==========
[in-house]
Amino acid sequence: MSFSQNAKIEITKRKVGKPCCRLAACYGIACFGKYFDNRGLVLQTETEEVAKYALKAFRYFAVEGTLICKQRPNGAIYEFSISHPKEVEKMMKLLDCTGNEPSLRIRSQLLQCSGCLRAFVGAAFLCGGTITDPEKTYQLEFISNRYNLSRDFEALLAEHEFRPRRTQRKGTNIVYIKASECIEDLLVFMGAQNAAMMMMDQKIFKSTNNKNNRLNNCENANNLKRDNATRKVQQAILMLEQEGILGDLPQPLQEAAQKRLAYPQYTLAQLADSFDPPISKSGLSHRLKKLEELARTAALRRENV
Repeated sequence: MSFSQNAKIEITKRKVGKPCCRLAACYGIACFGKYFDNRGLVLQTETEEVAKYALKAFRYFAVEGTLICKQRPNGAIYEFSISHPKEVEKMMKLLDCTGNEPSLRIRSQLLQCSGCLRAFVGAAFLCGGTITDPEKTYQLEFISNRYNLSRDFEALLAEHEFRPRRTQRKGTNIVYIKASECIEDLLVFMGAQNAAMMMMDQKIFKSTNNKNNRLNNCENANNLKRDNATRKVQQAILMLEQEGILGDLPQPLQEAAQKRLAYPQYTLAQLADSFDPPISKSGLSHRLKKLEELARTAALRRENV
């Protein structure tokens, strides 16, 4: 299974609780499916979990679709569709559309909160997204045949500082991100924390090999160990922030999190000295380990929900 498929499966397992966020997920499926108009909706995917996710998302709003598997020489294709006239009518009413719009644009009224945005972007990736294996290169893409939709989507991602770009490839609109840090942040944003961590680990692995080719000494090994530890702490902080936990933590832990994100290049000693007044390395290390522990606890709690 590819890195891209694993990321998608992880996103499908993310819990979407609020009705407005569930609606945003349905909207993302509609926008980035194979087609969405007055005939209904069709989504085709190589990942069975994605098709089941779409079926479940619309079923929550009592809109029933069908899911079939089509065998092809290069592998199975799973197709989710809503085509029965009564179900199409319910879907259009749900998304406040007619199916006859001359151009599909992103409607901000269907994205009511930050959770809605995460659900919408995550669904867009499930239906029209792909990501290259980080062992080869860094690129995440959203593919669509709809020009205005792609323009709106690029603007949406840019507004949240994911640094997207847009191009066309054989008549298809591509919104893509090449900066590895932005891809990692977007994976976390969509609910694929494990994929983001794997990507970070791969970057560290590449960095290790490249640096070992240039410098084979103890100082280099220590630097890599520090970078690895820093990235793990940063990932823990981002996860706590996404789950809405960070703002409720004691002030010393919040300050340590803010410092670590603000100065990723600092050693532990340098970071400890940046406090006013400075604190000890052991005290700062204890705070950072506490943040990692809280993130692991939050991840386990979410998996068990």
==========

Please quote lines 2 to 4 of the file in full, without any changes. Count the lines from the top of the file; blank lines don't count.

Amino acid sequence: MSFSQNAKIEITKRKVGKPCCRLAACYGIACFGKYFDNRGLVLQTETEEVAKYALKAFRYFAVEGTLICKQRPNGAIYEFSISHPKEVEKMMKLLDCTGNEPSLRIRSQLLQCSGCLRAFVGAAFLCGGTITDPEKTYQLEFISNRYNLSRDFEALLAEHEFRPRRTQRKGTNIVYIKASECIEDLLVFMGAQNAAMMMMDQKIFKSTNNKNNRLNNCENANNLKRDNATRKVQQAILMLEQEGILGDLPQPLQEAAQKRLAYPQYTLAQLADSFDPPISKSGLSHRLKKLEELARTAALRRENV
Repeated sequence: MSFSQNAKIEITKRKVGKPCCRLAACYGIACFGKYFDNRGLVLQTETEEVAKYALKAFRYFAVEGTLICKQRPNGAIYEFSISHPKEVEKMMKLLDCTGNEPSLRIRSQLLQCSGCLRAFVGAAFLCGGTITDPEKTYQLEFISNRYNLSRDFEALLAEHEFRPRRTQRKGTNIVYIKASECIEDLLVFMGAQNAAMMMMDQKIFKSTNNKNNRLNNCENANNLKRDNATRKVQQAILMLEQEGILGDLPQPLQEAAQKRLAYPQYTLAQLADSFDPPISKSGLSHRLKKLEELARTAALRRENV
């Protein structure tokens, strides 16, 4: 299974609780499916979990679709569709559309909160997204045949500082991100924390090999160990922030999190000295380990929900 498929499966397992966020997920499926108009909706995917996710998302709003598997020489294709006239009518009413719009644009009224945005972007990736294996290169893409939709989507991602770009490839609109840090942040944003961590680990692995080719000494090994530890702490902080936990933590832990994100290049000693007044390395290390522990606890709690 590819890195891209694993990321998608992880996103499908993310819990979407609020009705407005569930609606945003349905909207993302509609926008980035194979087609969405007055005939209904069709989504085709190589990942069975994605098709089941779409079926479940619309079923929550009592809109029933069908899911079939089509065998092809290069592998199975799973197709989710809503085509029965009564179900199409319910879907259009749900998304406040007619199916006859001359151009599909992103409607901000269907994205009511930050959770809605995460659900919408995550669904867009499930239906029209792909990501290259980080062992080869860094690129995440959203593919669509709809020009205005792609323009709106690029603007949406840019507004949240994911640094997207847009191009066309054989008549298809591509919104893509090449900066590895932005891809990692977007994976976390969509609910694929494990994929983001794997990507970070791969970057560290590449960095290790490249640096070992240039410098084979103890100082280099220590630097890599520090970078690895820093990235793990940063990932823990981002996860706590996404789950809405960070703002409720004691002030010393919040300050340590803010410092670590603000100065990723600092050693532990340098970071400890940046406090006013400075604190000890052991005290700062204890705070950072506490943040990692809280993130692991939050991840386990979410998996068990």